Remembering Slavery Alongside Confederate Heritage in Richmond

While the Virginia Flaggers have made a name for themselves for their insistence that a Confederate flag fly on the grounds of the Soldiers’ Home, along the Boulevard in Richmond, others have also taken an interest in the history of the site. A student from the Agua Dulce Dance Theater recently performed an interpretive dance in front of the Robinson House to explore its connection to the history of slavery.

The history and repercussions of slavery are very palpable in Richmond, VA. It seems as if just the smallest scratching of the surface opens up doors to this difficult legacy. Recent archeological excavations in the city have unearthed a slave jail and a burial ground. There are currently heated city-wide debates about whether these sites should be preserved for their historical significance or if a new baseball stadium should be built on the sites…

I am interested in exploring layers of memory, calling forth through my imagination people who may have lived in this specific place—particularly slaves. In this instance, I am exploring a “return,” a “remembering” of place, a struggle with both memory and reality, an exploration of what may have never been said, what could be said today. The impossibility of entering the house seems significant for my piece.

The VMFA is planning to turn the home into a visitor center that will include exhibits related to its connection to Richmond banker, Anthony Robinson Jr., as well as its use as part of the R. E. Lee Camp, No. 1, Confederate Soldiers’ Home. The home is currently closed to the general public.

13 comments add yours

  1. It just seems odd as if an artistic dance can evoke the memory of slaves at a place where the primary function was to house indigent Confederate soldiers for the remainder of their lives. But then again, many things have been turned on their heads over time.

    Read that the future of the house will let visitors “find an introduction to Richmond embracing war and peace, slavery and freedom..”. One hopes the human cost of the war to subjugate the South is emphasized.

    • One hopes the human cost of the war to subjugate the South is emphasized.
      Interesting choice of words, Jack. The black southerners who were liberated from slavery as a result of the war certainly wouldn’t have regarded the destruction of the Confederacy as subjugation.

    • When the Yankees marched in on April 3, 1865, was the city subjugated or freed? To a lot of the residents, it was the latter.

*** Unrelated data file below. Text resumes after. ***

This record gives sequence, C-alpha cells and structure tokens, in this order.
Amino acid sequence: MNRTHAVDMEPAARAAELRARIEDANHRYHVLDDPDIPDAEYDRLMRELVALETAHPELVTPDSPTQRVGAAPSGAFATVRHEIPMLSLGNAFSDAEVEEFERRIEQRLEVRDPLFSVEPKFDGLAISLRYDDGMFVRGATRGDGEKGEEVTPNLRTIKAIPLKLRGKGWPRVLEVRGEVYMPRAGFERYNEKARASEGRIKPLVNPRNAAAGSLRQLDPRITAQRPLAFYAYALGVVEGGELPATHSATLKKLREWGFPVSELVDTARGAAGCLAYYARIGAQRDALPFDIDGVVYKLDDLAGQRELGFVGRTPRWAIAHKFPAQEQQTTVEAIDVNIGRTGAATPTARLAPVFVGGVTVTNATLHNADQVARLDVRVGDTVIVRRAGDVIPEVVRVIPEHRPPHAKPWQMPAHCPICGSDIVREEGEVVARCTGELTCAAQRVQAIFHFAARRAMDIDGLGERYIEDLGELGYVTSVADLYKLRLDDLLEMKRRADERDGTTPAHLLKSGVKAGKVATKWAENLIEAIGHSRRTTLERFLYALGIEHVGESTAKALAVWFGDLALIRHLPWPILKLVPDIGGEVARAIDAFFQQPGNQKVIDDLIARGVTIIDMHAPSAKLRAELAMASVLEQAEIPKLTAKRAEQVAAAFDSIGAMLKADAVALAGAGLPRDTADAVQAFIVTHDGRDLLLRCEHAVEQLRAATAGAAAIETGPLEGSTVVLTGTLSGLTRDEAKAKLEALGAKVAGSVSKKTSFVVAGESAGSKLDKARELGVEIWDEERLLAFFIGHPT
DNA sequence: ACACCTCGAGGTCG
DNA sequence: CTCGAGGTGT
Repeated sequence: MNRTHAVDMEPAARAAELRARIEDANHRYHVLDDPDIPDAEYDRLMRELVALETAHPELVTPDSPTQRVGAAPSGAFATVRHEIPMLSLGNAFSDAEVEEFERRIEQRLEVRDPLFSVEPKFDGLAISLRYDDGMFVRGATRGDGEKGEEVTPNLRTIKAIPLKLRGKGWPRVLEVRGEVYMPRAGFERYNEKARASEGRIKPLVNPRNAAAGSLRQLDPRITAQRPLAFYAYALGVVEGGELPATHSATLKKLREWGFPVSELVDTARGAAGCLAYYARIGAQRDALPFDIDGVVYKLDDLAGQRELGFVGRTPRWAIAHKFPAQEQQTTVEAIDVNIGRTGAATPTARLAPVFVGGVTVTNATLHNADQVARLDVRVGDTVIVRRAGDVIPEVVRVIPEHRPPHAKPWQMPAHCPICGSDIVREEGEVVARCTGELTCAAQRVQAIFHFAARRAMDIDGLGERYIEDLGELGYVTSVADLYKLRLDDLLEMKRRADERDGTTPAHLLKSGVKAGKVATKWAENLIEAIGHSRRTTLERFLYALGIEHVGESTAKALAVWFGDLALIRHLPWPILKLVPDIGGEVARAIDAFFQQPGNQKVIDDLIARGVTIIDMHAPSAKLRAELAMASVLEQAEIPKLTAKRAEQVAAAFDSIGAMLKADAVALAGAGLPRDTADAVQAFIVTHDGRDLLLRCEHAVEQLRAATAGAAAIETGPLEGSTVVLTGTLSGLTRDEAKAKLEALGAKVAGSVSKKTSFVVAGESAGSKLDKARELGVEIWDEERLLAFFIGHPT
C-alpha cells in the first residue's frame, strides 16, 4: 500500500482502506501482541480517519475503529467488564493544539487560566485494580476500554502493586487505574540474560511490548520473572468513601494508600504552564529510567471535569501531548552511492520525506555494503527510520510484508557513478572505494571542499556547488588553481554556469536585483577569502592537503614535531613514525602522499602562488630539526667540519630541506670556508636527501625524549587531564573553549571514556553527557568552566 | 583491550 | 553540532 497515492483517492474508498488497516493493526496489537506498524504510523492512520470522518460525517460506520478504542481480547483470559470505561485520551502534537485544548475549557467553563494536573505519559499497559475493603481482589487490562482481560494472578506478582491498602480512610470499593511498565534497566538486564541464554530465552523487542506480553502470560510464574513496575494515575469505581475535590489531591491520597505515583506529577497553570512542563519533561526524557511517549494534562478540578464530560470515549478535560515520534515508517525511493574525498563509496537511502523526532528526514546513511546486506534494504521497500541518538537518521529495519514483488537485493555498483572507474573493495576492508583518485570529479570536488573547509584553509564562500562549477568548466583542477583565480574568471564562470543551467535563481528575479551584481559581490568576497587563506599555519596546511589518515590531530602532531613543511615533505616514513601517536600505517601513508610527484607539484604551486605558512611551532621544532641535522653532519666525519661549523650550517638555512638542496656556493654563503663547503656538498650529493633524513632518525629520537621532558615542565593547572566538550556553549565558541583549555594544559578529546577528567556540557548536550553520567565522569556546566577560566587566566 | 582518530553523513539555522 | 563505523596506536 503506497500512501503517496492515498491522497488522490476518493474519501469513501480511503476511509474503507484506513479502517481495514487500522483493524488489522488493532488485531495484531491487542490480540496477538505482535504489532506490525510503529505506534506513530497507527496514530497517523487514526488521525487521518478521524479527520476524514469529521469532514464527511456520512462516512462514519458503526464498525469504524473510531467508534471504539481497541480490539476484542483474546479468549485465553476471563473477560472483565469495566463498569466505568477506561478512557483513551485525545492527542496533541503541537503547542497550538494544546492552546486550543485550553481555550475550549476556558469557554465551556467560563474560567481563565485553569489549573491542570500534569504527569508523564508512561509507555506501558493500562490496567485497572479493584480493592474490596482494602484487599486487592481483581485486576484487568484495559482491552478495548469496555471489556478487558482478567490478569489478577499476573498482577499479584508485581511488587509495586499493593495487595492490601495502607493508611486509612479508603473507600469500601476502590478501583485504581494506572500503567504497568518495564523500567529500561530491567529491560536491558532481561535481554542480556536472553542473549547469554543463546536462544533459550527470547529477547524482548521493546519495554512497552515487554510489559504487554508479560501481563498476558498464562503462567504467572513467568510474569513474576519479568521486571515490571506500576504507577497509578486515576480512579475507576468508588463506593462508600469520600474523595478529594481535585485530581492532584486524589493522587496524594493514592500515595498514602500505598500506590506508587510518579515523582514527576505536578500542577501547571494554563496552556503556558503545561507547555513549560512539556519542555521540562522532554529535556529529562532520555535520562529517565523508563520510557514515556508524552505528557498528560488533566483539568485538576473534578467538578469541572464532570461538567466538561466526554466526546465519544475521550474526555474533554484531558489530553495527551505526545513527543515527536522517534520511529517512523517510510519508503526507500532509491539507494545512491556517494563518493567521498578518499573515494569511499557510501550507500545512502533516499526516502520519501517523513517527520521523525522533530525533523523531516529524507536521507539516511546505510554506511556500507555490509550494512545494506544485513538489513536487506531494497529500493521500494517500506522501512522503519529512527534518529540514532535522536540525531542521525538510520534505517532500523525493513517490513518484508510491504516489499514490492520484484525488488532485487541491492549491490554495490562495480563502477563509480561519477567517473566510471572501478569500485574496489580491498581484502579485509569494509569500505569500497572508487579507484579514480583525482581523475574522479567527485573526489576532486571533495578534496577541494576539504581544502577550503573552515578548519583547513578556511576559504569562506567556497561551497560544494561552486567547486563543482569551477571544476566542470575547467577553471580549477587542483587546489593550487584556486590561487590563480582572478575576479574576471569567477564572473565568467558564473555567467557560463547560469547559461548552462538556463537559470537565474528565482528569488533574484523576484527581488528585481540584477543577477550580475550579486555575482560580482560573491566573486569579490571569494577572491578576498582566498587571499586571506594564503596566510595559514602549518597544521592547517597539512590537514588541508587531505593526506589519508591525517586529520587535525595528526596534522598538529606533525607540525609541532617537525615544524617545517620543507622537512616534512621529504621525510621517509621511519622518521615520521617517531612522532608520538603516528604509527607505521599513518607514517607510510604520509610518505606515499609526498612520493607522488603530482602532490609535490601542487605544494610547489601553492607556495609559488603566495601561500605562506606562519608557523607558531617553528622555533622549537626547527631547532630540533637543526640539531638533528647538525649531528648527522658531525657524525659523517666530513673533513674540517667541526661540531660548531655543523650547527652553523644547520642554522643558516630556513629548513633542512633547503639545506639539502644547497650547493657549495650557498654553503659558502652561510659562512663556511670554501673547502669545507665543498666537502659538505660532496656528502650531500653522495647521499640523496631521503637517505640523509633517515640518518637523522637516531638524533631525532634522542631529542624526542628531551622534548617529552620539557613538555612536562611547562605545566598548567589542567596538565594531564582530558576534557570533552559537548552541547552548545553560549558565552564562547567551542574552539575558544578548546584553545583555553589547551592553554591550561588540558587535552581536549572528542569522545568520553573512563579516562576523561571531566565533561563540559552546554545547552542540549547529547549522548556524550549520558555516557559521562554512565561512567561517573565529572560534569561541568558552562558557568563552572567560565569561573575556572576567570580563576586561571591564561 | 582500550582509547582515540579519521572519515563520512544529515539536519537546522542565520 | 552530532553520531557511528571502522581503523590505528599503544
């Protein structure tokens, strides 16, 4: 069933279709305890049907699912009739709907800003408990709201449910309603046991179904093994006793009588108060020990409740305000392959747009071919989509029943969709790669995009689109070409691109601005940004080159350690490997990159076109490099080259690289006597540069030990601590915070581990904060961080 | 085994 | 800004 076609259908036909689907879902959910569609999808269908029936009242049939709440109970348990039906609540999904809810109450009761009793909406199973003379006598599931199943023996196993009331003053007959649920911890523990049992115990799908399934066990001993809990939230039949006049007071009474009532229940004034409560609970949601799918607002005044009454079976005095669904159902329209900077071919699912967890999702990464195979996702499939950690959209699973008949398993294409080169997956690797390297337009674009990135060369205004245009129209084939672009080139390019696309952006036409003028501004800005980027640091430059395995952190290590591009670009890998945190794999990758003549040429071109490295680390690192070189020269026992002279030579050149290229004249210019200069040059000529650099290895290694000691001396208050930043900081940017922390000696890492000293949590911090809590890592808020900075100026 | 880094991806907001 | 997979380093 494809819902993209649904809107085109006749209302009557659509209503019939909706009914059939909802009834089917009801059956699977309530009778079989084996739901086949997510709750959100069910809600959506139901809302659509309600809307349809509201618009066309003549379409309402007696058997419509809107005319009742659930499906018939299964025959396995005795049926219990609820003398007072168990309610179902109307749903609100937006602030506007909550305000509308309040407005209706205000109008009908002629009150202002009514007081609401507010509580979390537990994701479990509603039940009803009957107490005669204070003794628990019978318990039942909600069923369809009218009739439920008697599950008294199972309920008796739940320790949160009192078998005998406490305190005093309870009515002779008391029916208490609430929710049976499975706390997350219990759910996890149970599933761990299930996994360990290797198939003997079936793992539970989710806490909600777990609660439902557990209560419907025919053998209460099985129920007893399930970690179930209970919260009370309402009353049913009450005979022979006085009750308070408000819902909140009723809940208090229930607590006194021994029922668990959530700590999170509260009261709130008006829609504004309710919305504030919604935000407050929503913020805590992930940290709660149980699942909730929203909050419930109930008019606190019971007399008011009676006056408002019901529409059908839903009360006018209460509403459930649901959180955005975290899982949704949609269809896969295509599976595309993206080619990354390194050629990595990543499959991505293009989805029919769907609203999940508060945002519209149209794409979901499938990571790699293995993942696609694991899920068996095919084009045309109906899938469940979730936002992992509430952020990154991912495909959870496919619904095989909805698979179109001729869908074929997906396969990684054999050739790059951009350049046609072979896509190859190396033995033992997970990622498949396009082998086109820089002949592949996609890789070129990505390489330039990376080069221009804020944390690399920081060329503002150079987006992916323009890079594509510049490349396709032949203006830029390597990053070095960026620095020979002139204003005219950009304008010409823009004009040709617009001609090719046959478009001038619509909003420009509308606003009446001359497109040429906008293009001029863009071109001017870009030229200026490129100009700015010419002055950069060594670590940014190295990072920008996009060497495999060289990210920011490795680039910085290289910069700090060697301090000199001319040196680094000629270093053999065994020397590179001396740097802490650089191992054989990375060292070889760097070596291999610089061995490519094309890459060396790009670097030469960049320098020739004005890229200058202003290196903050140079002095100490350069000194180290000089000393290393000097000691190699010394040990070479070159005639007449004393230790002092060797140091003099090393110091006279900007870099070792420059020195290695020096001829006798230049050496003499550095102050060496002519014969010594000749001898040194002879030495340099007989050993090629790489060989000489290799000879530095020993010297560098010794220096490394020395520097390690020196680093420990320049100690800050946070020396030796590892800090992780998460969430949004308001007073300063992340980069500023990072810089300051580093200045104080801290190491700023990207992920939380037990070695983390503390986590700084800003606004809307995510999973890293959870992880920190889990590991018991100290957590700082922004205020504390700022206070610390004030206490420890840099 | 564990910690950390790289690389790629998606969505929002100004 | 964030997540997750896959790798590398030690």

2. It just seems odd as if an artistic dance can evoke the memory of slaves at a place where the primary function was to house indigent Confederate soldiers for the remainder of their lives.

    Robinson House has served many functions over the years, including as a private residence for almost 40 years, prior to it becoming part of the Soldiers’ Home. And yes, the Robinsons were slaveholders, so the performance there is entirely appropriate.

    There’s a very good (and comprehensive) history of the property in the VMFA’s application to have Robinson House added to the National Register.

  3. I like the dance and the dancer, but the videography is atrocious. The dancer evokes a ghost from the past, materialized on an ordinary contemporary Richmond day to remind the viewer of the full history of this lovely house. I hope she works on the piece a bit more, and re-shoots it with proper videography. It would be great to see a follow-up inside the house, too.

    • Well no wonder she left the Robinson house at a good trot as she no doubt has many other residences to demonstrate their history such as George Washington, Thomas Jefferson, Ulysses Grant, Andrew Jackson, etc., etc.

      • Good illustration of the pervasiveness of black oppression as a building block of American greatness. As a symbolic representation, however, the dancer need not go to every site associated with slavery in America to point out that the beauty and graciousness of the antebellum South was built on the labor of enslaved peoples.

      • Well, she could certainly show Grant manumitting a slave, at considerable financial Cost to himself, as well as working alongside slaves in his farming days. Don’t know how you dance manumission, but I’m not a dancer.

  4. It would be great if the Virginia Flaggers were into protecting the Richmond slave burial ground in Shockoe Bottom. I’ve never seen them at city council in uniform like they did in Danville.

  5. Her dance would be greatly enhanced if she held a Confederate flag in each hand.

    • Such a prop might make for an interesting addition to her interpretation depending on what is done with the flags. Nice suggestion.

    • Good point. The tie in of the CBF to the defense of slavery would be challenging.

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